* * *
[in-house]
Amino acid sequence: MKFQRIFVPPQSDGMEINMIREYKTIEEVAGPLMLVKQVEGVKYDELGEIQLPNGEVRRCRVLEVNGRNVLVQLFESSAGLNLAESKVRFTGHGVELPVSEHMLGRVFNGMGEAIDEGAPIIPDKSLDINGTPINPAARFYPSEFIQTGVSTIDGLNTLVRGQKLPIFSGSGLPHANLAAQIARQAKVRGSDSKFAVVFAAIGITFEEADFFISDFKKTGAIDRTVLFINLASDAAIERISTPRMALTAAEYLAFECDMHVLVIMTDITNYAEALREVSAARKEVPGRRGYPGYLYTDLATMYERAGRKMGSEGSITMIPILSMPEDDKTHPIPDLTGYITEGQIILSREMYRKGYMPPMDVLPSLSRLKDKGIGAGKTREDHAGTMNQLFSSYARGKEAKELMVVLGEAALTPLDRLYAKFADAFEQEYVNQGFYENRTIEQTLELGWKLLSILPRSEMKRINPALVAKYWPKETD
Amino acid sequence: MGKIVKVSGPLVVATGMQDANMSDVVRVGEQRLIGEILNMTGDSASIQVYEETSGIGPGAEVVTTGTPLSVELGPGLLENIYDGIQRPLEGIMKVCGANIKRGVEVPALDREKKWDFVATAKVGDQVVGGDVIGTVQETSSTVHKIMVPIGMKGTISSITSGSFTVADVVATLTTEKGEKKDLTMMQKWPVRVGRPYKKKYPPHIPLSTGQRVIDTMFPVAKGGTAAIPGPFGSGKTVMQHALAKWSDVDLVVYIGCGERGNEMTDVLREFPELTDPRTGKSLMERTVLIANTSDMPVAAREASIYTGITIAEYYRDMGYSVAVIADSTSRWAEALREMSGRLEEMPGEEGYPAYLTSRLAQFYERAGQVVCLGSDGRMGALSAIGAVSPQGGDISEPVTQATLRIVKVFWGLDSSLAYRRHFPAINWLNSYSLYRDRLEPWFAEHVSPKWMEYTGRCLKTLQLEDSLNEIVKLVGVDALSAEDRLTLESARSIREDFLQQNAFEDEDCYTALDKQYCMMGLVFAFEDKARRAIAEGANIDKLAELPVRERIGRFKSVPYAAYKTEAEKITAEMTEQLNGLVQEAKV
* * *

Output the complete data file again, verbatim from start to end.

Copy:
[in-house]
Amino acid sequence: MKFQRIFVPPQSDGMEINMIREYKTIEEVAGPLMLVKQVEGVKYDELGEIQLPNGEVRRCRVLEVNGRNVLVQLFESSAGLNLAESKVRFTGHGVELPVSEHMLGRVFNGMGEAIDEGAPIIPDKSLDINGTPINPAARFYPSEFIQTGVSTIDGLNTLVRGQKLPIFSGSGLPHANLAAQIARQAKVRGSDSKFAVVFAAIGITFEEADFFISDFKKTGAIDRTVLFINLASDAAIERISTPRMALTAAEYLAFECDMHVLVIMTDITNYAEALREVSAARKEVPGRRGYPGYLYTDLATMYERAGRKMGSEGSITMIPILSMPEDDKTHPIPDLTGYITEGQIILSREMYRKGYMPPMDVLPSLSRLKDKGIGAGKTREDHAGTMNQLFSSYARGKEAKELMVVLGEAALTPLDRLYAKFADAFEQEYVNQGFYENRTIEQTLELGWKLLSILPRSEMKRINPALVAKYWPKETD
Amino acid sequence: MGKIVKVSGPLVVATGMQDANMSDVVRVGEQRLIGEILNMTGDSASIQVYEETSGIGPGAEVVTTGTPLSVELGPGLLENIYDGIQRPLEGIMKVCGANIKRGVEVPALDREKKWDFVATAKVGDQVVGGDVIGTVQETSSTVHKIMVPIGMKGTISSITSGSFTVADVVATLTTEKGEKKDLTMMQKWPVRVGRPYKKKYPPHIPLSTGQRVIDTMFPVAKGGTAAIPGPFGSGKTVMQHALAKWSDVDLVVYIGCGERGNEMTDVLREFPELTDPRTGKSLMERTVLIANTSDMPVAAREASIYTGITIAEYYRDMGYSVAVIADSTSRWAEALREMSGRLEEMPGEEGYPAYLTSRLAQFYERAGQVVCLGSDGRMGALSAIGAVSPQGGDISEPVTQATLRIVKVFWGLDSSLAYRRHFPAINWLNSYSLYRDRLEPWFAEHVSPKWMEYTGRCLKTLQLEDSLNEIVKLVGVDALSAEDRLTLESARSIREDFLQQNAFEDEDCYTALDKQYCMMGLVFAFEDKARRAIAEGANIDKLAELPVRERIGRFKSVPYAAYKTEAEKITAEMTEQLNGLVQEAKV